Best in Flock: Can you share any anecdotes about the worst cases of parrot behavior you’ve ever had to deal with? What provided the breakthrough in that case?
Heidenreich: I don’t know if it is the worst thing, but I love sharing the story of Toby and Joseph. Toby a Meyer’s parrot had developed some serious aggressive behavior towards his owner Joseph. It was to the point that Joseph no longer interacted with his bird. After a few in home consultations Joseph totally embraced a positive reinforcement approach to working with Toby and this bird is now just amazing!
Joseph and Toby are featured in my first DVD and a new one that is coming out soon. (I think people will be especially impressed with what Toby has learned in the new one) They can also be seen on my youtube site at www.youtube.com/goodbirdinc
Best in Flock: Do you have any tips for new parrot owners just getting started with training?
Heidenreich: I always suggest starting out with a hands off behavior first. Something simple like targeting or turning around on cue, or even a retrieve. Save step up for later, after your bird has learned how to learn.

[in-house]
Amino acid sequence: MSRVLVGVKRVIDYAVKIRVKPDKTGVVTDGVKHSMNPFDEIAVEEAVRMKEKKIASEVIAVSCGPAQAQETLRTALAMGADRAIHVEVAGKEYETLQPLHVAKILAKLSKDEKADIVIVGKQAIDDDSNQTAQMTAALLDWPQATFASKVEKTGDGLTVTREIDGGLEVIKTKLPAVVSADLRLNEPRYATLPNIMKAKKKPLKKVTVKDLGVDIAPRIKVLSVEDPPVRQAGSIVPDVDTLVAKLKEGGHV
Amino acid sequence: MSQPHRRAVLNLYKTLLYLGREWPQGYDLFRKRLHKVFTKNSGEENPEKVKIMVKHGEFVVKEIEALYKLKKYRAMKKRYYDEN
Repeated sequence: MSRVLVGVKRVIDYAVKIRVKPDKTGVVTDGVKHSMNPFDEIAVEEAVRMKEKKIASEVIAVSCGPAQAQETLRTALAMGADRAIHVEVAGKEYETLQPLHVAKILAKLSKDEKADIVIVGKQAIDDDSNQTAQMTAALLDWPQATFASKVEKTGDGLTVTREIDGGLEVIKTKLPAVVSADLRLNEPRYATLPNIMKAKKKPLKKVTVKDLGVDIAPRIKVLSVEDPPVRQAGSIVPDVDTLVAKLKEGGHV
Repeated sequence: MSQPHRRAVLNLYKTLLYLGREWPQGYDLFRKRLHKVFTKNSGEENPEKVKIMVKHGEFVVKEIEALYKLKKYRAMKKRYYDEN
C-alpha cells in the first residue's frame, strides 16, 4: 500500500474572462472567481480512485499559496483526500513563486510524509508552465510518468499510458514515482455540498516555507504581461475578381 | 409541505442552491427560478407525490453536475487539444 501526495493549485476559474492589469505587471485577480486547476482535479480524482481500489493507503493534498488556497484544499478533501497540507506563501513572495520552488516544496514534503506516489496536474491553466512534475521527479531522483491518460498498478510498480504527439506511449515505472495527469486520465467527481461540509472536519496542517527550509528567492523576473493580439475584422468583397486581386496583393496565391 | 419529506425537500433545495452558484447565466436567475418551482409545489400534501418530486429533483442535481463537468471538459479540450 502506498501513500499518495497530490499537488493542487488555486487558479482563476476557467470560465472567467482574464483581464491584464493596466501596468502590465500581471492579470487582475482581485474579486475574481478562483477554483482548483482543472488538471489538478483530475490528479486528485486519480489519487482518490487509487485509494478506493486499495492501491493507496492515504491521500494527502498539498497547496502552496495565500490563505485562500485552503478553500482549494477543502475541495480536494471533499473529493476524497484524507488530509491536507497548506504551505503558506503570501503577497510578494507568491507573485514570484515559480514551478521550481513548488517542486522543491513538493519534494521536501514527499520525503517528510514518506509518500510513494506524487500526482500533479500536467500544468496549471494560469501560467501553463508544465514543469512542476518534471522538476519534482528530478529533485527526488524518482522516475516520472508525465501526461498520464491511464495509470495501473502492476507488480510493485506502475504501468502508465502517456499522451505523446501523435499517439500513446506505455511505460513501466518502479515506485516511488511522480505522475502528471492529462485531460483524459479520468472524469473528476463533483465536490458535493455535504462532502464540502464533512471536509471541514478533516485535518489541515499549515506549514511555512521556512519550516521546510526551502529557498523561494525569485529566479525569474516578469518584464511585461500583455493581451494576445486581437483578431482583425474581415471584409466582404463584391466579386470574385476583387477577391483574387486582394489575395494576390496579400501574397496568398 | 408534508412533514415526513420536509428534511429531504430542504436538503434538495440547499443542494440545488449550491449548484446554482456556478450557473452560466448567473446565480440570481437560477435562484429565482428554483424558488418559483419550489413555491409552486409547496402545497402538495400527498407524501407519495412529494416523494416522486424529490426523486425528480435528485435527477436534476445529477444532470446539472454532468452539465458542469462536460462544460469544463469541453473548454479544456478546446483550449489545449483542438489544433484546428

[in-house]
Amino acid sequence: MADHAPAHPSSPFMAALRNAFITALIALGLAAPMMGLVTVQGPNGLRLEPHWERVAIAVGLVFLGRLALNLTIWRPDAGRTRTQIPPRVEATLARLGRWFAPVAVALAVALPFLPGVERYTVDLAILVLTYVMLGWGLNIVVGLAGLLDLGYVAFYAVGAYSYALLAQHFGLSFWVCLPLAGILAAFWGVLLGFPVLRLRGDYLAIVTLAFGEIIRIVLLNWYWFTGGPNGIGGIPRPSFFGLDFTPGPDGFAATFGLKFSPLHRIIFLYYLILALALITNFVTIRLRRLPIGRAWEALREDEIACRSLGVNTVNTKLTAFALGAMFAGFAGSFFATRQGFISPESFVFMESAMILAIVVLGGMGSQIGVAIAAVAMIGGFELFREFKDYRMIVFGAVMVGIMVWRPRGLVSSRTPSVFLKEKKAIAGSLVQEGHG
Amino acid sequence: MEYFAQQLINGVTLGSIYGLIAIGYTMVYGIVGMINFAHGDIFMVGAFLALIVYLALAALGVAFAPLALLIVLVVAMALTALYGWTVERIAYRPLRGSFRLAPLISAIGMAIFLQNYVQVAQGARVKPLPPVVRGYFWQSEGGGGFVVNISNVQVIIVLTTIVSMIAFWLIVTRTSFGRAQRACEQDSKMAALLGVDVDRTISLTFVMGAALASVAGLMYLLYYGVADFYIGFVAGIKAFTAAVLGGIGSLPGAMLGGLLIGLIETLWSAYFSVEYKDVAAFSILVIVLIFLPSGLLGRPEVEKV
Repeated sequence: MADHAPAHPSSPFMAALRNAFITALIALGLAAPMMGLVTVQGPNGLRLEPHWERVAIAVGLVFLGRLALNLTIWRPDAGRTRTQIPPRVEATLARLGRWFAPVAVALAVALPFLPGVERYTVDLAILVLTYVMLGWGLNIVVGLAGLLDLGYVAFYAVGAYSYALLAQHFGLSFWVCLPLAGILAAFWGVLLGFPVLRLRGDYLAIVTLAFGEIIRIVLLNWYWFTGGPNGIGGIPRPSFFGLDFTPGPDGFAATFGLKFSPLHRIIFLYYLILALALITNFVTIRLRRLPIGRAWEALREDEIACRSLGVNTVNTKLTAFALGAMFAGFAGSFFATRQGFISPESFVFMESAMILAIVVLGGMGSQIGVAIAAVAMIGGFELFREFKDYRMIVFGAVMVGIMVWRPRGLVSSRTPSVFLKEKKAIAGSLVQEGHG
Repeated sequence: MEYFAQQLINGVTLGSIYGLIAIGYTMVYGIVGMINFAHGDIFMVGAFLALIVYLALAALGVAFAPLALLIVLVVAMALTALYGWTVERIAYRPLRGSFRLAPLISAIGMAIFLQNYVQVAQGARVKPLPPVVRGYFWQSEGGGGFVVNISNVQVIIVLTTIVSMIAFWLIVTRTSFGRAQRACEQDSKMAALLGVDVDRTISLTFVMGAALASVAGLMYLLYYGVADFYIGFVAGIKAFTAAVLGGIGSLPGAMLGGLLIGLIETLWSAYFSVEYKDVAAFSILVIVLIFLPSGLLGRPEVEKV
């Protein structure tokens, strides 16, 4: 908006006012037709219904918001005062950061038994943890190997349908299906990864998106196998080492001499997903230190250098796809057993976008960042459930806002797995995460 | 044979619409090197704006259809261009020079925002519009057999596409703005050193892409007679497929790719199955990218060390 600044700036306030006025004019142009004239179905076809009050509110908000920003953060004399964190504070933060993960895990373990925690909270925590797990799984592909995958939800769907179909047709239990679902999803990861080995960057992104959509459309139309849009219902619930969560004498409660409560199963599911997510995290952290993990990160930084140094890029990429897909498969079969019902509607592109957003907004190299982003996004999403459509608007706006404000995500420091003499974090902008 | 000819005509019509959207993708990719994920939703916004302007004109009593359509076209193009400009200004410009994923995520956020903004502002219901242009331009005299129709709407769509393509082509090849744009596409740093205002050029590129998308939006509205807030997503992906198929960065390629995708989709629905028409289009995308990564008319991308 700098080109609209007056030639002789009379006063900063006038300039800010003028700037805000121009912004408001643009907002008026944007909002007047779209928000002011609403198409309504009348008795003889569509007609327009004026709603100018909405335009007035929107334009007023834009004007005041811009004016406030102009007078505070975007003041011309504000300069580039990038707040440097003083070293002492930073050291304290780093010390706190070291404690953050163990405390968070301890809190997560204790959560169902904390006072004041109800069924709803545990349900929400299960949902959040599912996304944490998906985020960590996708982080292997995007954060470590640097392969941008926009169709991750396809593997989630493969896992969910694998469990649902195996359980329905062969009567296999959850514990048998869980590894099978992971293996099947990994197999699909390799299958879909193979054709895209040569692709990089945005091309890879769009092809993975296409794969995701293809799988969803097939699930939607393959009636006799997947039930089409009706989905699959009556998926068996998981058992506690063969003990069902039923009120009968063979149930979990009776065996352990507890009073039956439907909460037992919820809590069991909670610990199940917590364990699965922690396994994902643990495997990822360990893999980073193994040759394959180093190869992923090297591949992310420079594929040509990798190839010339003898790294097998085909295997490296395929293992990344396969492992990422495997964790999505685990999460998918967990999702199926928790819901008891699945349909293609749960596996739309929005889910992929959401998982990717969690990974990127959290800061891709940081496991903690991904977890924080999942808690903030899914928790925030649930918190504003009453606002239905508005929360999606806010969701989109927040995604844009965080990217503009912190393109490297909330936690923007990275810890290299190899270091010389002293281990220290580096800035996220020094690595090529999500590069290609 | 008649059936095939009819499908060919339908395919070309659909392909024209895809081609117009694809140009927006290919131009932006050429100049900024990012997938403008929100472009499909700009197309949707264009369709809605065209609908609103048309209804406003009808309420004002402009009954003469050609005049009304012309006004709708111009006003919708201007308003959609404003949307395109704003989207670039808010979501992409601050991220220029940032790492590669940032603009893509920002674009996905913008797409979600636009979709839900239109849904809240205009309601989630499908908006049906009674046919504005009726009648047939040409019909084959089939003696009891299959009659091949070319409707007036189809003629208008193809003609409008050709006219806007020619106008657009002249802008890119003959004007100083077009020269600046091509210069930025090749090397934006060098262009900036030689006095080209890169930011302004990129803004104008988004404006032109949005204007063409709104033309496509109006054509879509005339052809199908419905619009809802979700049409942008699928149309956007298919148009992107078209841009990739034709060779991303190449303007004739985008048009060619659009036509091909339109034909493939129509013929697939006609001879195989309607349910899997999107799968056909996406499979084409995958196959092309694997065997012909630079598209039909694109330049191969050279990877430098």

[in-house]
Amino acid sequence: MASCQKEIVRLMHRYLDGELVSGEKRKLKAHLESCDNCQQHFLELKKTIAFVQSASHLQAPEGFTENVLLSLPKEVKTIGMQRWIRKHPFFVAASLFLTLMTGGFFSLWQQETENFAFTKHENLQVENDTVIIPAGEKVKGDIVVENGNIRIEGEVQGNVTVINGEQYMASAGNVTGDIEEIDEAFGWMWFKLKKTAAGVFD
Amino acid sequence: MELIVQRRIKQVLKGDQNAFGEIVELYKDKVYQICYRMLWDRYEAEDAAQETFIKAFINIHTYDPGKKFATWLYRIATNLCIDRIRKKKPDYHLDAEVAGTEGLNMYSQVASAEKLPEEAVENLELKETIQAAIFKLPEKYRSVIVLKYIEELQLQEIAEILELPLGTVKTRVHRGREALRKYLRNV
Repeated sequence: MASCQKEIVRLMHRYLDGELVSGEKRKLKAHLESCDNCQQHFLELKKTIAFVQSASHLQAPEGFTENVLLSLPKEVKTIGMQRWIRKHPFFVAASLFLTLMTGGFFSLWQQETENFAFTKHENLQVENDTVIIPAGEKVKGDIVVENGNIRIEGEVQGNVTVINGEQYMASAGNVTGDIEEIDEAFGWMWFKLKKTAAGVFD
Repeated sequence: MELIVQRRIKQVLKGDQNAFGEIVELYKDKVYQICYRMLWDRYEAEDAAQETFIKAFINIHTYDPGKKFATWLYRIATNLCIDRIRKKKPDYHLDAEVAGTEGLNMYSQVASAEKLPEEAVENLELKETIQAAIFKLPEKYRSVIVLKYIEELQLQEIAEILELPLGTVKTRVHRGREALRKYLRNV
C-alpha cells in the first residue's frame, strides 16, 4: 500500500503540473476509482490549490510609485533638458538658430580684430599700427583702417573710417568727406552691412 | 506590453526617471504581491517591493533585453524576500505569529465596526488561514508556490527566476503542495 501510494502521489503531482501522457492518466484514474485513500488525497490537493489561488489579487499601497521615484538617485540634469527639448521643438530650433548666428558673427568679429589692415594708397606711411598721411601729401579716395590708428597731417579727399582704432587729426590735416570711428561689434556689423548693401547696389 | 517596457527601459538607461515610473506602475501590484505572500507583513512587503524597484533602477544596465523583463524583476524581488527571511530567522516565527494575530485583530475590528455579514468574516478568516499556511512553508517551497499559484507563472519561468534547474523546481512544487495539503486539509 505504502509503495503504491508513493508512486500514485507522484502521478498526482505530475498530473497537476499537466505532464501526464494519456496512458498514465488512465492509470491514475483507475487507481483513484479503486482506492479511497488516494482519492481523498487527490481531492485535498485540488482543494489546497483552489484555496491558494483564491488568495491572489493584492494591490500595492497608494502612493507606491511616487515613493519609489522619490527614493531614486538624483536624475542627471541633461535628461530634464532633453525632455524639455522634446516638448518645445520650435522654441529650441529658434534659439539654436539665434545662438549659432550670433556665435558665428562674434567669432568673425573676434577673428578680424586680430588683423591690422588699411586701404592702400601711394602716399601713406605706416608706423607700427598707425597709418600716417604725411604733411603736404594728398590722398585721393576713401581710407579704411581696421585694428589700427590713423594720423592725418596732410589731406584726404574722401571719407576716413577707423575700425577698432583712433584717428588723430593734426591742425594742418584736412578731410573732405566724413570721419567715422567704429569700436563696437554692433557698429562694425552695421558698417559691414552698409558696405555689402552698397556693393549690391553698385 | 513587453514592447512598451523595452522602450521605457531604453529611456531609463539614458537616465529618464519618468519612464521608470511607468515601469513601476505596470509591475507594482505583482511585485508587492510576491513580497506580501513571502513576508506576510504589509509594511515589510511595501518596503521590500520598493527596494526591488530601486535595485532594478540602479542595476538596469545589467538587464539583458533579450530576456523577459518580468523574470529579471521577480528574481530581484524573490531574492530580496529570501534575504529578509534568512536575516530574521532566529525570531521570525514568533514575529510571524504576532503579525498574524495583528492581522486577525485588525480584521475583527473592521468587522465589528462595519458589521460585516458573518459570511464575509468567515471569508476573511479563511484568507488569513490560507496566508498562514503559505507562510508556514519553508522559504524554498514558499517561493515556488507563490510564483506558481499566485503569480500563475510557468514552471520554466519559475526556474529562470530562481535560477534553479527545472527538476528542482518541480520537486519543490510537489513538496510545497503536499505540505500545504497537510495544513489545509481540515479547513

These behaviors build trust and you don’t have to worry about whether your bird might bite since the behaviors are hands off.
Joseph did 6 months of hands off behaviors until he felt confident again to work on step up. Now step up is as easy as any behavior and Toby no longer presents aggressive behavior with Joseph.
I would like to add that training really can be so much fun once you get the hang of it. It can be a bit addicting! There is something about that moment when your bird understands what you are trying to teach. It is almost a rush for the trainer. Next thing you know you want to teach another behavior…and another! And the good news is your bird will be addicted too. That is the beauty of positive reinforcement training. It is fun for you and your bird.